EU enlargement, Western Balkans and Turkey [What Think Tanks are thinking]

20-10-2017

In his State of the Union speech in September 2017, European Commission President Jean-Claude Juncker called for keeping a credible European Union membership perspective for Western Balkan countries, while ruling out the possibility of Turkey joining the EU in 'the foreseeable future' due to violations to the rule of law and fundamental rights. According to the Commission's assessment, the forecasts for economic growth in the Western Balkans are good, although progress on reform has been slow, the rule of law has been weak, and corruption is persistent. From the Western Balkans, only Croatia has joined the EU, in 2013. Accession talks continue with Montenegro and Serbia. The former Yugoslav Republic of Macedonia and Albania are official candidates. Bosnia and Herzegovina formally applied for EU membership in 2016, and remains a potential candidate country, along with Kosovo. Relations between Turkey, an official candidate country, and the EU have been strained for some time due to what many politicians and analysts perceive as President Recep Tayyip Erdogan's increasingly autocratic style. This note offers links to a series of recent studies and comments from major international think tanks and research institutes on EU enlargement, Western Balkans and Turkey. More reports on the EU enlargement process can be found in a previous edition of 'What Think Tanks are thinking' published in March 2017. More reports on Turkey are available in another edition from the series, also published in March.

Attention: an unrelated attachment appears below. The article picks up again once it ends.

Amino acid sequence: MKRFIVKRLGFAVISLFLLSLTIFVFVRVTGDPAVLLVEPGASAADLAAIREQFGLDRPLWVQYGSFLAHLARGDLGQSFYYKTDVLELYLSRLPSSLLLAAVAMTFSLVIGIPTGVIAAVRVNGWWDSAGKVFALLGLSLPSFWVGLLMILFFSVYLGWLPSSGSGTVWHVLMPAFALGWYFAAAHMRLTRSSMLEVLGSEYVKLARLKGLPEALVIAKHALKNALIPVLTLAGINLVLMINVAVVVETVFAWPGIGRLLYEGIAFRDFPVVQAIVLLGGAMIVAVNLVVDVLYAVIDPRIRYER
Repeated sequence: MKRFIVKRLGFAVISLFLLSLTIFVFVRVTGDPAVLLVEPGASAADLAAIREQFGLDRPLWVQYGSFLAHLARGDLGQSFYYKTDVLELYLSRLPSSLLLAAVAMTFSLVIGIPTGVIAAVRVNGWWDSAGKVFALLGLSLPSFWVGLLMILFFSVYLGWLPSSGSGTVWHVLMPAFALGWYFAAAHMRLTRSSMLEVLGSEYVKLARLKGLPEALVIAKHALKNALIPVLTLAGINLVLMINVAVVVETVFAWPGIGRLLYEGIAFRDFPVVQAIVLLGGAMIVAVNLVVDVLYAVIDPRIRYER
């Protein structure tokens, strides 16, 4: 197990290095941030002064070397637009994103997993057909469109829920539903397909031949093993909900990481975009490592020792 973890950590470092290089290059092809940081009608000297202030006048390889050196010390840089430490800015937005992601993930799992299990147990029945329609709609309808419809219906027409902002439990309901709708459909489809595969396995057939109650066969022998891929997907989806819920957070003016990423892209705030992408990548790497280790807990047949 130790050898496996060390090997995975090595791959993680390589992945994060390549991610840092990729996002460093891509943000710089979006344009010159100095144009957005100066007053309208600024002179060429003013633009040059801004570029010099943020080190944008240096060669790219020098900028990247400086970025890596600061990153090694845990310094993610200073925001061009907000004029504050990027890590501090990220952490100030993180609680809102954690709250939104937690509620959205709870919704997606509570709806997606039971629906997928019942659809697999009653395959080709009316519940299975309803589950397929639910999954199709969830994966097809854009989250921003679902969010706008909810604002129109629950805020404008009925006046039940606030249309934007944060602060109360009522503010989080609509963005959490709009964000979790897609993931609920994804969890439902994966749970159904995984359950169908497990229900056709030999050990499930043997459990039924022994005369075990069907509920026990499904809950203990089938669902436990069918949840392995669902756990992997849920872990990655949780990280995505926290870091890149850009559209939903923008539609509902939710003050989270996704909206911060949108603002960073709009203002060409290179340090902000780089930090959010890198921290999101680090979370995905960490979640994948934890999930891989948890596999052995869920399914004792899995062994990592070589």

In his State of the Union speech in September 2017, European Commission President Jean-Claude Juncker called for keeping a credible European Union membership perspective for Western Balkan countries, while ruling out the possibility of Turkey joining the EU in 'the foreseeable future' due to violations to the rule of law and fundamental rights. According to the Commission's assessment, the forecasts for economic growth in the Western Balkans are good, although progress on reform has been slow, the rule of law has been weak, and corruption is persistent. From the Western Balkans, only Croatia has joined the EU, in 2013. Accession talks continue with Montenegro and Serbia. The former Yugoslav Republic of Macedonia and Albania are official candidates. Bosnia and Herzegovina formally applied for EU membership in 2016, and remains a potential candidate country, along with Kosovo. Relations between Turkey, an official candidate country, and the EU have been strained for some time due to what many politicians and analysts perceive as President Recep Tayyip Erdogan's increasingly autocratic style. This note offers links to a series of recent studies and comments from major international think tanks and research institutes on EU enlargement, Western Balkans and Turkey. More reports on the EU enlargement process can be found in a previous edition of 'What Think Tanks are thinking' published in March 2017. More reports on Turkey are available in another edition from the series, also published in March.